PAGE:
- The MSMEs survey notes that access to MSME capital remains limited as only 22 per cent of the enterprises reported having applied for start-up loans.
- The survey comes amid efforts to support MSMEs in light of the Covid-19 pandemic.
Banks have scanty data on small businesses, hence are limited in the extent to which they can extend loans to the enterprises, Kenya Bankers Association boss Habil Olaka has said.
The KBA chief executive officer said the limited access to credit impedes the growth of MSMEs.
Olaka spoke during the launch of the 2021 MSMEs Survey Report, conducted by the KBA Centre for Research on Financial Markets and Policy and the Japan International Cooperation Agency.
The survey found that only 22 per cent of MSMEs reviewed applied for to start-up capital loans, out of which only 9 per cent was from banks. They mostly got capital from savings (64 per cent) and non-loan support from family and friends (12 per cent).
While 83 per cent of the MSMEs reported having had their loan applications approved within three months, 49 per cent said their borrowing from the different credit providers required collateral, the survey highlighted.
“This report is critical in bridging the existing information gaps between financial service providers and MSMEs,” Olaka said.
Yatabe Masafumi, JICA survey team leader, said that reducing lending costs can enhance access to credit for MSMEs
The survey comes amid efforts to support MSMEs in light of the Covid-19 pandemic.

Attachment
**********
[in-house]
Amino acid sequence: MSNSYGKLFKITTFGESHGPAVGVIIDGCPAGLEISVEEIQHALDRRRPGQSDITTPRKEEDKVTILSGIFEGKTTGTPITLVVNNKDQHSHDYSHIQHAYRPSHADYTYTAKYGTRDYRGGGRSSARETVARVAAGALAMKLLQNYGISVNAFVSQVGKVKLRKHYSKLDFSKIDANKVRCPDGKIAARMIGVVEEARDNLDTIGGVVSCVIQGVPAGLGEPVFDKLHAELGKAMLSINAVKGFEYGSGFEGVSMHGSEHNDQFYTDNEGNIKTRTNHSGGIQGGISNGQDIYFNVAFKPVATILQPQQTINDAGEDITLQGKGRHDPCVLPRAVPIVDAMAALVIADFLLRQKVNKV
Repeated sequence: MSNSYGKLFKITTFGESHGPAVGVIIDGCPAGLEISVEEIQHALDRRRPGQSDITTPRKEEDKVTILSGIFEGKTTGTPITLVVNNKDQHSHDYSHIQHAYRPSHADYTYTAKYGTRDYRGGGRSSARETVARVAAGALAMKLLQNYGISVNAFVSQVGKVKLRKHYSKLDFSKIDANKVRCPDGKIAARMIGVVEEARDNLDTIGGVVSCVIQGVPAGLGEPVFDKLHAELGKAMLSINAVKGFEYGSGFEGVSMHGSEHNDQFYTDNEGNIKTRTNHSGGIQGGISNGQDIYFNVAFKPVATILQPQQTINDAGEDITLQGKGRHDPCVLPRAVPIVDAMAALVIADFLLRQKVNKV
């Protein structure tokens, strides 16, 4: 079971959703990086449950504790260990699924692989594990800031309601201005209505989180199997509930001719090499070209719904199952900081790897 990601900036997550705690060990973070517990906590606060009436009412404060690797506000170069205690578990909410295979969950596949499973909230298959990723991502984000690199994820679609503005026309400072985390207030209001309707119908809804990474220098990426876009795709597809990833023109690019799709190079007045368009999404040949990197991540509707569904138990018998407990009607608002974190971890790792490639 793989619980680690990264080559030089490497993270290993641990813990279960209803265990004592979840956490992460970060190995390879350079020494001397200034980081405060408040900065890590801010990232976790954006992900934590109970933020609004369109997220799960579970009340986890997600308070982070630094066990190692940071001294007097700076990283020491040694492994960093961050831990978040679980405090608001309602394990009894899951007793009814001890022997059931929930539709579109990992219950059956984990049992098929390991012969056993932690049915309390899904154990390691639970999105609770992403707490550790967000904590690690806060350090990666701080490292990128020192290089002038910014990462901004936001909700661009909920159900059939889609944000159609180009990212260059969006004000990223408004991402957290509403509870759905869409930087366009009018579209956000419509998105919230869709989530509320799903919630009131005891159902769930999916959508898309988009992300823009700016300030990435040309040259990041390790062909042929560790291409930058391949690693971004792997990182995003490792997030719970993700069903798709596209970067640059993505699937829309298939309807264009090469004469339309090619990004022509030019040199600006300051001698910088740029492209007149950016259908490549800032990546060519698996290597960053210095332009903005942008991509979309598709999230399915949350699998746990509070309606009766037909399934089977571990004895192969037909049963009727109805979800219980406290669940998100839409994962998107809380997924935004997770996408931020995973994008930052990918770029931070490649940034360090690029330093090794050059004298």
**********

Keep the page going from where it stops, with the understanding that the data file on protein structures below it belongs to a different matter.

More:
“At a time when economies worldwide and more so our domestic economy continue to be characterised by fragility and substantial slack due to the Covid-19 pandemic and its containment measures, any conversation on economic recovery in a sustainable way must be centred on strengthening the MSMEs sector,” Olaka said.
The survey found that ICT and agriculture are the leading host sectors for MSMEs in Kenya
The report also ranks manufacturing and construction among the dominant hubs for the enterprises that collectively create an estimated 15 million employment opportunities in the economy.
Demand drivers for bank loans among MSMEs include suitability, awareness of loan opportunities, loan amount sought, cost of credit, product features, room for negotiation, availability of credit guarantee services and collateral requirements, the survey highlights.
“The importance of MSMEs to the Kenyan economy cannot be overemphasized. With over 7.4 million MSMEs, employing over 15 million people, these enterprises contribute about 30 per cent to the national value-added tax,” Olaka said.
JICA-Kenya chief programmes officer Anne Olubendi called for more support for MSMEs.
“MSMEs are more generally seen as accelerating the achievement of wider socio-economic objectives, including poverty alleviation. Their ability to grow highly depends on their potential to restructure and innovate. All these investments need capital and hence access to finance,” she said.
(edited by o. owino)